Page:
You ‘ll notice some changes to the comparison CPUs below in our graphics tests, versus the ones in our preceding CPU Performance department ; we ‘ve removed the AMD Athlon X4 845 ( $ 283.88 at Amazon ), as it does n’t have integrated graphics. ( You ‘ll have to use a dedicate graphics calling card with that chip. ) And in the interest of focusing more closely on comparisons with the previous-generation Core i7 chip and AMD ‘s higher-end APU offerings ( which hand over competitive integrated graphics operation at a lower price ), we ‘ve besides nixed the Core i3-6100 and Core i5-6600K here. For details about how those two chips perform when it comes to gaming, you can check their respective reviews. We besides dropped in the AMD A10-7860K ( $ 283.88 at Amazon ) hera, a more budget-friendly chip that delivers like graphics performance to the higher-priced A10-7890K at a more low-cost price of about $ 110 .
We started out our graphics testing of the Core i7-6700K ‘s HD 530 graphics with the 2013 version of Futuremark ‘s 3DMark, starting out with the midrange Cloud Gate test, then moving up to the high-end Fire Strike screen, both of which are designed to measure a system ‘s overall graphics capabilities .
once again, the Core i7-7700K delivered a small boost over the i7-6700K, vitamin a much as 15 to 16 percentage on the more demand Fire Strike trial. But on that test, the much more low-cost AMD A10 chips held a significant lead. Let ‘s see how that holds up when it comes to actual plot frame rates .
Tomb Raider and Sleeping Dogs
Next we ran a couple of graphically demanding ( though not up-to-date ) steam games, 2013 ‘s Tomb Raider, and 2012 ‘s Sleeping Dogs, to see what kind of real-world performance the i7-7700K ‘s HD 630 graphics could deliver .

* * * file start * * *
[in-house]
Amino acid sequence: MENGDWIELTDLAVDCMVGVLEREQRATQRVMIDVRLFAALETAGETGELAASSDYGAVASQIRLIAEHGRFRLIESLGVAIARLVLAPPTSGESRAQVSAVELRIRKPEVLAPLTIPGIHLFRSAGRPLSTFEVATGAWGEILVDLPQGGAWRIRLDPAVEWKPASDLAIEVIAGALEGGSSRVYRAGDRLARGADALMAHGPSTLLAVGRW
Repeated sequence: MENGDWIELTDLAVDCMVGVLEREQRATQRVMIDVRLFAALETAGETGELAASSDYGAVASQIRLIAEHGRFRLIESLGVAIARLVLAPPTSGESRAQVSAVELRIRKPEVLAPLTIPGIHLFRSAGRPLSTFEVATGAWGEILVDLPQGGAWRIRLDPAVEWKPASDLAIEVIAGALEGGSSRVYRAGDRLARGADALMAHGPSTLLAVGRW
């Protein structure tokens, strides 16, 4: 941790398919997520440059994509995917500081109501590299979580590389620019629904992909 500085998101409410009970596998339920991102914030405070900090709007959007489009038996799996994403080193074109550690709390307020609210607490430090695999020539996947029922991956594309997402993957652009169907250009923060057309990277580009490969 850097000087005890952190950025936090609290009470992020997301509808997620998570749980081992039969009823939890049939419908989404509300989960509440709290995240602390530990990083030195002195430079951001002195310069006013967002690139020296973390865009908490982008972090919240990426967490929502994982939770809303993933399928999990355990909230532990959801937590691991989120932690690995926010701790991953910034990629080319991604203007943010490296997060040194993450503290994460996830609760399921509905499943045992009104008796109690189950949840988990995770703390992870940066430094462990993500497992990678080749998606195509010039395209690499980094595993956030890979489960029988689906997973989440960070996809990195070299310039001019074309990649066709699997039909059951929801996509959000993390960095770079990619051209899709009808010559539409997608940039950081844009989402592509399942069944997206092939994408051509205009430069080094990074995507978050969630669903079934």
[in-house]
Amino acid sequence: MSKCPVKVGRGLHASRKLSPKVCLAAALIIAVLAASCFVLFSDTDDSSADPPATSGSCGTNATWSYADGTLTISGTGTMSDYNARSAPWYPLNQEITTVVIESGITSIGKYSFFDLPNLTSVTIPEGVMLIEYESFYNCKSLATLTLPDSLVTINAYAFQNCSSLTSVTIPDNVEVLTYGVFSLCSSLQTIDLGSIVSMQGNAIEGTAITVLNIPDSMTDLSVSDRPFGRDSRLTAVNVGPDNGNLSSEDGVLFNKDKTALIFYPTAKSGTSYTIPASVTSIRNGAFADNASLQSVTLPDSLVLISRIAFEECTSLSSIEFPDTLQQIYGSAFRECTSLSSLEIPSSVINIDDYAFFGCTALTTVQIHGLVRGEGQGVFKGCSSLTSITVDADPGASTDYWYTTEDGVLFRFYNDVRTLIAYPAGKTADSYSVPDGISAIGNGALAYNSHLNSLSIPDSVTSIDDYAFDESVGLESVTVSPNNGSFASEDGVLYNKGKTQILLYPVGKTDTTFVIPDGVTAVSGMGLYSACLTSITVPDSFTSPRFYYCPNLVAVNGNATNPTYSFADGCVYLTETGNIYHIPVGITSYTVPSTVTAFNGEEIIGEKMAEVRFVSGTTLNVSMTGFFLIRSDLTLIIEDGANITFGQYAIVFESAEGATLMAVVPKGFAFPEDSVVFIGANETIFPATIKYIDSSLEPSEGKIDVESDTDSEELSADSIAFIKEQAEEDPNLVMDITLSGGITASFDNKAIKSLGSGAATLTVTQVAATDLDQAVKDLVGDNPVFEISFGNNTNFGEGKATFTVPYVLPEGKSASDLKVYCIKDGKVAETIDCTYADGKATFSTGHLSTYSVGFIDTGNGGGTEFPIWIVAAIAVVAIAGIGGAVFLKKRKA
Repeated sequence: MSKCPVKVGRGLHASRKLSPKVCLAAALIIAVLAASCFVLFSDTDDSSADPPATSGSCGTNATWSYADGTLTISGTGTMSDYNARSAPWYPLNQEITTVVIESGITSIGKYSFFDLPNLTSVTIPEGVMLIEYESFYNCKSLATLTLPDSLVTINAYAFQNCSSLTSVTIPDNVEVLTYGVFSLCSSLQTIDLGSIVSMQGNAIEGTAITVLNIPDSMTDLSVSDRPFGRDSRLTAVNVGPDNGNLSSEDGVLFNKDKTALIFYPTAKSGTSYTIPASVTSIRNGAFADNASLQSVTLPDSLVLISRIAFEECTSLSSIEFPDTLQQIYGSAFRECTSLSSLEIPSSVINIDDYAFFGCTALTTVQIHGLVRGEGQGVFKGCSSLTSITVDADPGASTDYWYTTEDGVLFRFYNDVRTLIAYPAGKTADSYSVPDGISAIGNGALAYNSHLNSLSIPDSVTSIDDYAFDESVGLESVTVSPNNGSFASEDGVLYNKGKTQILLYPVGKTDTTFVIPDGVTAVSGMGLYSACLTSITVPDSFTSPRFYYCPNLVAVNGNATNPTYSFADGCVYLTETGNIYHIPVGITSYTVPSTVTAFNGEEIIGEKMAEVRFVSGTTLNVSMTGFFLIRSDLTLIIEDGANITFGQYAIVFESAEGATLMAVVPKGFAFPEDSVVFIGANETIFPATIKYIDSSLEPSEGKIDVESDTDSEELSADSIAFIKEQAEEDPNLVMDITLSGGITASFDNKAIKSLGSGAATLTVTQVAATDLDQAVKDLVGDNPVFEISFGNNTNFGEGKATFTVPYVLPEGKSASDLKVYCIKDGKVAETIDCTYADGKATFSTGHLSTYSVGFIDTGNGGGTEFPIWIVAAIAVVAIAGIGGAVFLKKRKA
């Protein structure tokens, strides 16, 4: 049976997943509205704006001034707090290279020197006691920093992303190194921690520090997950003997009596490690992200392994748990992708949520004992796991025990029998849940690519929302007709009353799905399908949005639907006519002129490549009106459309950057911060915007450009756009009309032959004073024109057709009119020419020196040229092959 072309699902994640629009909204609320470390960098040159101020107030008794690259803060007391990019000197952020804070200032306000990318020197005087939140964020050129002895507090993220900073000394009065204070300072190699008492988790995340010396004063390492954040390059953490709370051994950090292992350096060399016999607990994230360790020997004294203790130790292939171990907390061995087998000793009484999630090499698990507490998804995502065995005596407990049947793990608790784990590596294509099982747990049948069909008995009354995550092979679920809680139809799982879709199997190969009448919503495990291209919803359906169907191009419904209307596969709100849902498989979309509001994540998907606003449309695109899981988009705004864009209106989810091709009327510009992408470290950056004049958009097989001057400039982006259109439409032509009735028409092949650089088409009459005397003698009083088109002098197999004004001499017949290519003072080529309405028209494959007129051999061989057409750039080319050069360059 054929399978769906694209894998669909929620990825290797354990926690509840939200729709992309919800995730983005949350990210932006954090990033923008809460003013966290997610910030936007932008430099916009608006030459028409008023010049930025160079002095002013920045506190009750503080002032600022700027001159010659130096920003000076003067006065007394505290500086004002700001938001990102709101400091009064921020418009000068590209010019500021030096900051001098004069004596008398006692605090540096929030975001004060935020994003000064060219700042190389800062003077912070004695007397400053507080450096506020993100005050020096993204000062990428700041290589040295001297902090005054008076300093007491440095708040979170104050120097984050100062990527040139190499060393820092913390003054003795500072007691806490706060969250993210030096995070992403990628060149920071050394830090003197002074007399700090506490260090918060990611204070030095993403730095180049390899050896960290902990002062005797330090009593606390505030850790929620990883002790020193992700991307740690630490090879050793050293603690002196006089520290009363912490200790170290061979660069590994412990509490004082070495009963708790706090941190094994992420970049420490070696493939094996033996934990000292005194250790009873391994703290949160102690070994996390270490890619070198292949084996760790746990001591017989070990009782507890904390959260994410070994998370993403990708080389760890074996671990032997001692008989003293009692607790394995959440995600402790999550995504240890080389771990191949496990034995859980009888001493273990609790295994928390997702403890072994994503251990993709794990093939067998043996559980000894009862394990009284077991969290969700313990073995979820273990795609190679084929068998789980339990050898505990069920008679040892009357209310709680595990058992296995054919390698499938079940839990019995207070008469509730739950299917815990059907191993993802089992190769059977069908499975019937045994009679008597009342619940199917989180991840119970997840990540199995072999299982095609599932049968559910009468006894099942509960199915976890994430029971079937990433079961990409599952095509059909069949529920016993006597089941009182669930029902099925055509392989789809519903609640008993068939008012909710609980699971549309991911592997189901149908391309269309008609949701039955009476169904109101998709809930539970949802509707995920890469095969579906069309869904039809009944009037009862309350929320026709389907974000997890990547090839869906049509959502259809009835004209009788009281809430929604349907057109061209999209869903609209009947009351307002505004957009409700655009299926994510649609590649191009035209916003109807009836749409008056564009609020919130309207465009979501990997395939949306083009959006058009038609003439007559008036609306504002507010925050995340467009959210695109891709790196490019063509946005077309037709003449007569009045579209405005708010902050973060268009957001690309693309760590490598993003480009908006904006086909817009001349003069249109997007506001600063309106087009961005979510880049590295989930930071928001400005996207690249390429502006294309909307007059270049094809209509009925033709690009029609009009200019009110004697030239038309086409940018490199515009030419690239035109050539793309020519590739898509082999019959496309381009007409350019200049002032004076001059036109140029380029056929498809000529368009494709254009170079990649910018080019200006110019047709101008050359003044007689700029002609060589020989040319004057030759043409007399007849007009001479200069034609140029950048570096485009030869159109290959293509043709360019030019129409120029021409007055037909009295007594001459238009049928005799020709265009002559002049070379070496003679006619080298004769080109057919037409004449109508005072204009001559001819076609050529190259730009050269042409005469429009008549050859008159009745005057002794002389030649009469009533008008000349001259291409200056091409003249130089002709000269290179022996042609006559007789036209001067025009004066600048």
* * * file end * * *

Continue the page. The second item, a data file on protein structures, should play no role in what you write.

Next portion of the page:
The Core i7-7700K edged over the 30 frames per second ( federal protective service ) threshold of playability at 1080p here, and even managed to come in a human body faster than the AMD A10-7890K, a strong reversion from Fire Strike. But moving to the Ultra put, where graphics hardware matters much more than CPU art, things shift in AMD ‘s favor .
The AMD A10 chips managed to pull an overturn here, but actually all but the A10-7890K are on the cusp of playability even at the lower resolution. Stepping up to 1080p, none of these chips delivers playable inning rates at high settings .
once again in Sleeping Dogs, the Core i7-7700K edged out its previous-generation counterpart by 4fps to 7fps, and delivered a little more jiggle room at 1080p. The AMD A10-7890K is the clear leader here if all you care about is gaming, however. It besides costs about $ 200 less than the Core i7-7700K. But then, no one should realistically be buying this i7 chip primarily for its gambling abilities. In short, if paired with fast RAM, the HD 630 graphics on the Core i7-7700K should deliver playable performance at around 720p with many titles at mid-to-high settings, or mid-to-low settings at 1080p .